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Membership for capacity4dev Tops 5,000

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16 August 2012

Membership for the EuropeAid’s collaboration website, has breached the 5,000-mark driven by take up in the site’s online groups.

Look at the very bottom of the homepage and you’ll see that our online community for development professionals and stakeholders has swelled to over 5,000 members, making it the second largest interactive knowledge-sharing site of the European Commission.

New members are using the site to work and share information through the site’s group facility. Today, the site has over 50 public groups and a hundred more available for EC staff or privately invited members only. So what’s going on in these online spaces?


The Public Group on Public Sector Reform and Decentralisation has 124 members and is managed by Jorge Rodriguez-Bilbao from EuropeAid unit D2, Civil Society and Local Authorities. Mr Rodriguez-Bilbao, like many group managers, has been using the group to share key documentation on decentralisation issues. But he’s also found the group to be a vital means of preparing and offering follow-up to a recent workshop at headquarters.


“I found the group to be a really useful way of bringing the workshop attendees together before they had even got on the plane to come to the event,” said Mr Rodriguez-Bilbao. “And now that the workshop is over, I am able to keep in touch with all the attendees through the group so that we can provide follow-up and continue some of the important discussions started in Brussels.”

Groups on are used for a host of reasons. Some are linked to an event, workshop or training, but many more are about bringing people together who have a vested interest in a given development topic or theme to help them build their own capacity or the capacity of others.  Some of our most successful groups directly support the day-to-day work activities of EC staff.

The Procedures Unit R3 of EuropeAid have set up a special group for EC staff scattered in delegations across the world, which they keep updated with all the latest procedures and publications. With over 600 members, group moderator Carlos Casal says that the group is a more efficient way of working.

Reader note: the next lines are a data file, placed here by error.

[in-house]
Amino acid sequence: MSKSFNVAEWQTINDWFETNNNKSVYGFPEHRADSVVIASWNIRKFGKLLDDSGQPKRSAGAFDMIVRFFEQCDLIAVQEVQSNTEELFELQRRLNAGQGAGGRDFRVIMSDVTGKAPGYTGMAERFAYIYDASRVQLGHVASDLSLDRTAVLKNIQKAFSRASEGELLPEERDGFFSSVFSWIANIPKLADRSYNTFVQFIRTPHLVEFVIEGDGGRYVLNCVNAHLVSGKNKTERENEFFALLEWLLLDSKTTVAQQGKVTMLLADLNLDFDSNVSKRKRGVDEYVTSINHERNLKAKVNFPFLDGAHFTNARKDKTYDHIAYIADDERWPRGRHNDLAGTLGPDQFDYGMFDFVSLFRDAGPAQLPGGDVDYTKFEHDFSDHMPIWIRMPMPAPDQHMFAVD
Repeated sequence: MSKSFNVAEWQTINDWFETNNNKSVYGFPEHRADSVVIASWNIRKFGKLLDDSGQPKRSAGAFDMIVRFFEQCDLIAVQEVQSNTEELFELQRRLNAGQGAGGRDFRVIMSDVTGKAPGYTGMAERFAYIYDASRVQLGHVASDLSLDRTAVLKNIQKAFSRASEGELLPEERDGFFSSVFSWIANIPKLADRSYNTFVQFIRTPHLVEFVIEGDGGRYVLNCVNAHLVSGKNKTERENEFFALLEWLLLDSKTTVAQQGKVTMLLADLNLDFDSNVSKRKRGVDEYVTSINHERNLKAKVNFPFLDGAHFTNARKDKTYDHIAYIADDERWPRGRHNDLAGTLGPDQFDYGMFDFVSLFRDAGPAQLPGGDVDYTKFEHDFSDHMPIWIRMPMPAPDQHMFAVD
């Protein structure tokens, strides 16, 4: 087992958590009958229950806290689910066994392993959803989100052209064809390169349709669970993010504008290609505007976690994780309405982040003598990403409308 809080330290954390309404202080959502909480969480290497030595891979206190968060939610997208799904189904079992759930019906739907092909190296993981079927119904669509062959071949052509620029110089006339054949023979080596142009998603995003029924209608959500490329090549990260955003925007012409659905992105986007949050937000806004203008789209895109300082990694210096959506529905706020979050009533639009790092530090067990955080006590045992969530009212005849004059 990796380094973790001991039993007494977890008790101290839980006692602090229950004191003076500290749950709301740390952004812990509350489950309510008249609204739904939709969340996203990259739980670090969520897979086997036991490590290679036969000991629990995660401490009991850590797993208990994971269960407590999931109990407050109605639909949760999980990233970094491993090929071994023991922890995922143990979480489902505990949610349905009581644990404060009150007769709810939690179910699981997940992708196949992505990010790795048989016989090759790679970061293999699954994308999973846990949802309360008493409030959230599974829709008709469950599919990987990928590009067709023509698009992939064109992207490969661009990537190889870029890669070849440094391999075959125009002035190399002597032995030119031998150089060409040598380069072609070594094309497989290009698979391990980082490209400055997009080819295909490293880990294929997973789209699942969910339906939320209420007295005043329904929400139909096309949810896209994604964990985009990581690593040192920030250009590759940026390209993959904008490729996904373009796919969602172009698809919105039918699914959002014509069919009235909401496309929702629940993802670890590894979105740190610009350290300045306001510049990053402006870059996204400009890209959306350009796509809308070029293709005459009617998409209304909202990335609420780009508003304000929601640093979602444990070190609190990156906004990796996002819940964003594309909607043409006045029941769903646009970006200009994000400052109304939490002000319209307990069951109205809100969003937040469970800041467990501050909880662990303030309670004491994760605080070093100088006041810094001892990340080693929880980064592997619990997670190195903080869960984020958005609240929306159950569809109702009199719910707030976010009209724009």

“Before we used to send out hundreds of emails to staff sending them documentation by attachment,” said Mr Casal. “Now, using the group, we are able to post information online for staff to download and retrieve at their convenience.”


David Sanmiguel Esteban is a regular contributor to the group for FLEGT – forest law enforcement, governance and trade, which has 126 members.  “Our intention is to actively involve projects and other organizations with which we work to make a decisive tool contributing to aid coordination and effectiveness,” he said.  “It is changing the way we are working with particular groups of people – for example, communicating within private groups.  It also allows us to have more feedback from projects in the field.”

Though is a tool set up and funded by the European Commission, it is a community website and therefore it is open to any professional working in development whether they’re partner representatives, academics, from NGOs or other international organisations.

And, with a roll-out of technical improvements scheduled for the autumn, members of the Coordination Team supporting the site hopes to make a better way to share and collaborate online.

“Beyond the numbers, which are nice but which also remain modest, we are encouraged to see that the tool is bringing an impact in the more qualitative aspect of our work", said Paul Riembault, who coaches the Coordination Team.  “We can see a phenomenon of ‘setting trends by example’; for instance, in early 2012, a testimony of an EU delegation was released concerning the use of Political Economy Analysis. In the following weeks, several delegations requested support to conduct such an analysis for themselves, which will without doubt raise their understanding of the local realities.”

Launched in 2009, has grown to become a premier go-to site for development workers looking for information on capacity development issues or looking to build their own capacity and that of others through sharing and exchanging ideas and information through the internet.

This collaborative piece was drafted with input from Jorge Rodriguez Bilbao, Carlos Casal and David Sanmiguel Esteban with support from the Coordination Team.


DISCLAIMER: This information is provided in the interests of knowledge sharing and capacity development and should not be interpreted as the official view of the European Commission, or any other organisation.

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